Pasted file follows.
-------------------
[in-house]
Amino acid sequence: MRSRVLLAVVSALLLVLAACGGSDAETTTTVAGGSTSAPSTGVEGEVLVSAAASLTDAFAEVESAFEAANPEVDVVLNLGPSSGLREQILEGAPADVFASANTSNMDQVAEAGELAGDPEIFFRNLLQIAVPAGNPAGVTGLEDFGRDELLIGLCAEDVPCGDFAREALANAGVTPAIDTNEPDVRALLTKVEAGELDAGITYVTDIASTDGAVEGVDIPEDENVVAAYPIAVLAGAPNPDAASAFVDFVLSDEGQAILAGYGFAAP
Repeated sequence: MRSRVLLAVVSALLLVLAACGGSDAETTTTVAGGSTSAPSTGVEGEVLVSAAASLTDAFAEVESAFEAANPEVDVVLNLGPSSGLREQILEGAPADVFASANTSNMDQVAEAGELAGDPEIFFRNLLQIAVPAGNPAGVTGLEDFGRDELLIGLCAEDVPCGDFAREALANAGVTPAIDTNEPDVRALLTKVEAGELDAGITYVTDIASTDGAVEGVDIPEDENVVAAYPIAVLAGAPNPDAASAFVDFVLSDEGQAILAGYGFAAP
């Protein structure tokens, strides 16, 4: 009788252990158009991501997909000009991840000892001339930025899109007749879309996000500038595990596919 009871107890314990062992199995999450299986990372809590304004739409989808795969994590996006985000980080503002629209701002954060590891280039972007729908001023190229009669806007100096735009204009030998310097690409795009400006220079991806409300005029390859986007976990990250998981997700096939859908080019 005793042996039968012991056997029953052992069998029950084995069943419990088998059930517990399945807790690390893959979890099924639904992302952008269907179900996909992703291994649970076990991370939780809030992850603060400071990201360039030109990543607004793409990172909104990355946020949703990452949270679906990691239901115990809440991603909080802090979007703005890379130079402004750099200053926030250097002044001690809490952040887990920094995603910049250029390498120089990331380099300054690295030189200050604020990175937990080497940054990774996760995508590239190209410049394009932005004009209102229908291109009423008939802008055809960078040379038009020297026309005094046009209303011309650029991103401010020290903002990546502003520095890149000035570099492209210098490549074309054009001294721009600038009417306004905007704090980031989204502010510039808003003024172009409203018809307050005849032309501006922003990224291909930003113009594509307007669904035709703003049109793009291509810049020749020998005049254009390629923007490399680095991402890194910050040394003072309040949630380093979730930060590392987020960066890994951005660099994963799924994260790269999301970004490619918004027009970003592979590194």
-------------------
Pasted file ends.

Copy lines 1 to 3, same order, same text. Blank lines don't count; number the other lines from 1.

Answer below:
[in-house]
Amino acid sequence: MRSRVLLAVVSALLLVLAACGGSDAETTTTVAGGSTSAPSTGVEGEVLVSAAASLTDAFAEVESAFEAANPEVDVVLNLGPSSGLREQILEGAPADVFASANTSNMDQVAEAGELAGDPEIFFRNLLQIAVPAGNPAGVTGLEDFGRDELLIGLCAEDVPCGDFAREALANAGVTPAIDTNEPDVRALLTKVEAGELDAGITYVTDIASTDGAVEGVDIPEDENVVAAYPIAVLAGAPNPDAASAFVDFVLSDEGQAILAGYGFAAP
Repeated sequence: MRSRVLLAVVSALLLVLAACGGSDAETTTTVAGGSTSAPSTGVEGEVLVSAAASLTDAFAEVESAFEAANPEVDVVLNLGPSSGLREQILEGAPADVFASANTSNMDQVAEAGELAGDPEIFFRNLLQIAVPAGNPAGVTGLEDFGRDELLIGLCAEDVPCGDFAREALANAGVTPAIDTNEPDVRALLTKVEAGELDAGITYVTDIASTDGAVEGVDIPEDENVVAAYPIAVLAGAPNPDAASAFVDFVLSDEGQAILAGYGFAAP